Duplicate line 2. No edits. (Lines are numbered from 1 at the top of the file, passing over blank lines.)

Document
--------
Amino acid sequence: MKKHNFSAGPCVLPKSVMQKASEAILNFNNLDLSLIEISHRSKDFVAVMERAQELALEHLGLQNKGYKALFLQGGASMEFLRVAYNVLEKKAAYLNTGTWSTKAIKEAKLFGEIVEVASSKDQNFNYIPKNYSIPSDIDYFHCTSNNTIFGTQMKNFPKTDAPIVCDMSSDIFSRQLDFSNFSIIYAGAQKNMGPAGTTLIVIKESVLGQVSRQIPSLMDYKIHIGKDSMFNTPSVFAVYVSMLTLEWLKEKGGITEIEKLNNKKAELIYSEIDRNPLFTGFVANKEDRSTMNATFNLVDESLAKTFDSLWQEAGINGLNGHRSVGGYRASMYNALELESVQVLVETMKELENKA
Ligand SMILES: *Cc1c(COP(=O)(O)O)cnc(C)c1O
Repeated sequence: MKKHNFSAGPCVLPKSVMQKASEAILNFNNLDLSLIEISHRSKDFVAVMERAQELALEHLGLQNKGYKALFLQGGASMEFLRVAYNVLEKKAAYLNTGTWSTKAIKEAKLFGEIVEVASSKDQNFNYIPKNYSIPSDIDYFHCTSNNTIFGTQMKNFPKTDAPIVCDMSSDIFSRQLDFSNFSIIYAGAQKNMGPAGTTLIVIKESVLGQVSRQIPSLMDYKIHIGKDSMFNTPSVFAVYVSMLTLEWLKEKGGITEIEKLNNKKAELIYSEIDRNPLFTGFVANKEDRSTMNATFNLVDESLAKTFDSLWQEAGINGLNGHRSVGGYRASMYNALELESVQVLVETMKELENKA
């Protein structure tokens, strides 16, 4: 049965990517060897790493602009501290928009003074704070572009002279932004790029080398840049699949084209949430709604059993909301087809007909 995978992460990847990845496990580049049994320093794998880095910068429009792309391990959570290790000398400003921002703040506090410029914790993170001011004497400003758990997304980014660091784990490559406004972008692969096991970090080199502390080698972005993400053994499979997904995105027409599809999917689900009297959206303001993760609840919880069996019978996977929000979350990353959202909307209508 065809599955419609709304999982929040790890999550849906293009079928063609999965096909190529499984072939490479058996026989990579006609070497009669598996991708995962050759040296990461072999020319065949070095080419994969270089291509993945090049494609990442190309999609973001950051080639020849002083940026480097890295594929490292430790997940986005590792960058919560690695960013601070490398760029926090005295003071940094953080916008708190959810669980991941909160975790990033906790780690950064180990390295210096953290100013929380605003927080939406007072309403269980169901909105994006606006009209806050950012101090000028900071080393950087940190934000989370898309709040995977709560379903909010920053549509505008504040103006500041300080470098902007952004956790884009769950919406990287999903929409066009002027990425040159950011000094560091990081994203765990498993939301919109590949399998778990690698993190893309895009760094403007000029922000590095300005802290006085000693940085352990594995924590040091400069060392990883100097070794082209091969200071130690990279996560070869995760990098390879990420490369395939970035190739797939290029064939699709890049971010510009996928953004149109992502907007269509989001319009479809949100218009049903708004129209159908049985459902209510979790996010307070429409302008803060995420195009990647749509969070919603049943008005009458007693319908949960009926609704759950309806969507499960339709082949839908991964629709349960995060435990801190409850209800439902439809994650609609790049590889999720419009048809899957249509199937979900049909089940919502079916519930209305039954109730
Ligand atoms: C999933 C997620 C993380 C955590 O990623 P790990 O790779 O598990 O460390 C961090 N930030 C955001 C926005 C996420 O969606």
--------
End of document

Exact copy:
Ligand SMILES: *Cc1c(COP(=O)(O)O)cnc(C)c1O